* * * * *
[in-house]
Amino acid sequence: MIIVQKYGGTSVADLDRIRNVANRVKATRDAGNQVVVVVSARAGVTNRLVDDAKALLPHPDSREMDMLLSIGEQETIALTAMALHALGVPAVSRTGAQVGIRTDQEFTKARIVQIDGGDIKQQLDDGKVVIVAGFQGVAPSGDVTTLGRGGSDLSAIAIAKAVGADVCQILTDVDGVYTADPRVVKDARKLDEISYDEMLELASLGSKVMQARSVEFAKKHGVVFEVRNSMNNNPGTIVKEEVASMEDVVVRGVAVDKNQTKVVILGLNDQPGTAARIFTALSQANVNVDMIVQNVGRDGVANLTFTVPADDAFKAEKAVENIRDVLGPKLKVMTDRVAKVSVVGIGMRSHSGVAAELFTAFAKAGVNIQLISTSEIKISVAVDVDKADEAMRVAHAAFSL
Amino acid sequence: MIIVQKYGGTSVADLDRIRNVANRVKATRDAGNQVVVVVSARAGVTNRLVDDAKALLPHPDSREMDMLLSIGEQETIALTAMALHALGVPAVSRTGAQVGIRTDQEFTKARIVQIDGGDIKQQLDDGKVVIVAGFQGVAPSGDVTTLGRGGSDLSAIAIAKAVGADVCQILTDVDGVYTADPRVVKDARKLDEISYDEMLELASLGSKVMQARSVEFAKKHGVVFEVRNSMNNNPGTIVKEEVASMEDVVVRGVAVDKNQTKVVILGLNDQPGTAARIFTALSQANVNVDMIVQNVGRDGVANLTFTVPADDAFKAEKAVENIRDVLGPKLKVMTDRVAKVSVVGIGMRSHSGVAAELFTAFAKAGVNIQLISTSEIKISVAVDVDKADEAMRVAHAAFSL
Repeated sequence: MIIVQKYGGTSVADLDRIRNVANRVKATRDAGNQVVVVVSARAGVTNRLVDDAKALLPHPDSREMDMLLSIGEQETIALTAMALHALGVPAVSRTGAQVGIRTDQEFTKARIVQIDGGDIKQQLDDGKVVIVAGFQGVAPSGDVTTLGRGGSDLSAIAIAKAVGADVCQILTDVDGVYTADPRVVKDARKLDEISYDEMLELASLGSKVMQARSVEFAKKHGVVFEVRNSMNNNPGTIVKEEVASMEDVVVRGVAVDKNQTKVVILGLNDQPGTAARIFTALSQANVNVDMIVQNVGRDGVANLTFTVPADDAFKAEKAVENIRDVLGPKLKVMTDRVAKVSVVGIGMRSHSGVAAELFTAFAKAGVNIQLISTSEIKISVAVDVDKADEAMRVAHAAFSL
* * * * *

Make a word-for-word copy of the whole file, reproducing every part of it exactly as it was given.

[in-house]
Amino acid sequence: MIIVQKYGGTSVADLDRIRNVANRVKATRDAGNQVVVVVSARAGVTNRLVDDAKALLPHPDSREMDMLLSIGEQETIALTAMALHALGVPAVSRTGAQVGIRTDQEFTKARIVQIDGGDIKQQLDDGKVVIVAGFQGVAPSGDVTTLGRGGSDLSAIAIAKAVGADVCQILTDVDGVYTADPRVVKDARKLDEISYDEMLELASLGSKVMQARSVEFAKKHGVVFEVRNSMNNNPGTIVKEEVASMEDVVVRGVAVDKNQTKVVILGLNDQPGTAARIFTALSQANVNVDMIVQNVGRDGVANLTFTVPADDAFKAEKAVENIRDVLGPKLKVMTDRVAKVSVVGIGMRSHSGVAAELFTAFAKAGVNIQLISTSEIKISVAVDVDKADEAMRVAHAAFSL
Amino acid sequence: MIIVQKYGGTSVADLDRIRNVANRVKATRDAGNQVVVVVSARAGVTNRLVDDAKALLPHPDSREMDMLLSIGEQETIALTAMALHALGVPAVSRTGAQVGIRTDQEFTKARIVQIDGGDIKQQLDDGKVVIVAGFQGVAPSGDVTTLGRGGSDLSAIAIAKAVGADVCQILTDVDGVYTADPRVVKDARKLDEISYDEMLELASLGSKVMQARSVEFAKKHGVVFEVRNSMNNNPGTIVKEEVASMEDVVVRGVAVDKNQTKVVILGLNDQPGTAARIFTALSQANVNVDMIVQNVGRDGVANLTFTVPADDAFKAEKAVENIRDVLGPKLKVMTDRVAKVSVVGIGMRSHSGVAAELFTAFAKAGVNIQLISTSEIKISVAVDVDKADEAMRVAHAAFSL
Repeated sequence: MIIVQKYGGTSVADLDRIRNVANRVKATRDAGNQVVVVVSARAGVTNRLVDDAKALLPHPDSREMDMLLSIGEQETIALTAMALHALGVPAVSRTGAQVGIRTDQEFTKARIVQIDGGDIKQQLDDGKVVIVAGFQGVAPSGDVTTLGRGGSDLSAIAIAKAVGADVCQILTDVDGVYTADPRVVKDARKLDEISYDEMLELASLGSKVMQARSVEFAKKHGVVFEVRNSMNNNPGTIVKEEVASMEDVVVRGVAVDKNQTKVVILGLNDQPGTAARIFTALSQANVNVDMIVQNVGRDGVANLTFTVPADDAFKAEKAVENIRDVLGPKLKVMTDRVAKVSVVGIGMRSHSGVAAELFTAFAKAGVNIQLISTSEIKISVAVDVDKADEAMRVAHAAFSL